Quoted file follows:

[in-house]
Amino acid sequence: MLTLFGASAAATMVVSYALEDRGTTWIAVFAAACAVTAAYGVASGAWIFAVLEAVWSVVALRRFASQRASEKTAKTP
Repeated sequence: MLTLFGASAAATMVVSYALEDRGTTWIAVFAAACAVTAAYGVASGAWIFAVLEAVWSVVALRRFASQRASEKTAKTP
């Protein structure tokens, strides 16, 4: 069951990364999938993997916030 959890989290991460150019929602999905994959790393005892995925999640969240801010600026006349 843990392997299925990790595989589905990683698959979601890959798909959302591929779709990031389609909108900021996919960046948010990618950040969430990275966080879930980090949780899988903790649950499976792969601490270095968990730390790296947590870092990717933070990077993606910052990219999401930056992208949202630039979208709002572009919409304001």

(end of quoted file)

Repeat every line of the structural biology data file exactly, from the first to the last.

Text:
[in-house]
Amino acid sequence: MLTLFGASAAATMVVSYALEDRGTTWIAVFAAACAVTAAYGVASGAWIFAVLEAVWSVVALRRFASQRASEKTAKTP
Repeated sequence: MLTLFGASAAATMVVSYALEDRGTTWIAVFAAACAVTAAYGVASGAWIFAVLEAVWSVVALRRFASQRASEKTAKTP
């Protein structure tokens, strides 16, 4: 069951990364999938993997916030 959890989290991460150019929602999905994959790393005892995925999640969240801010600026006349 843990392997299925990790595989589905990683698959979601890959798909959302591929779709990031389609909108900021996919960046948010990618950040969430990275966080879930980090949780899988903790649950499976792969601490270095968990730390790296947590870092990717933070990077993606910052990219999401930056992208949202630039979208709002572009919409304001």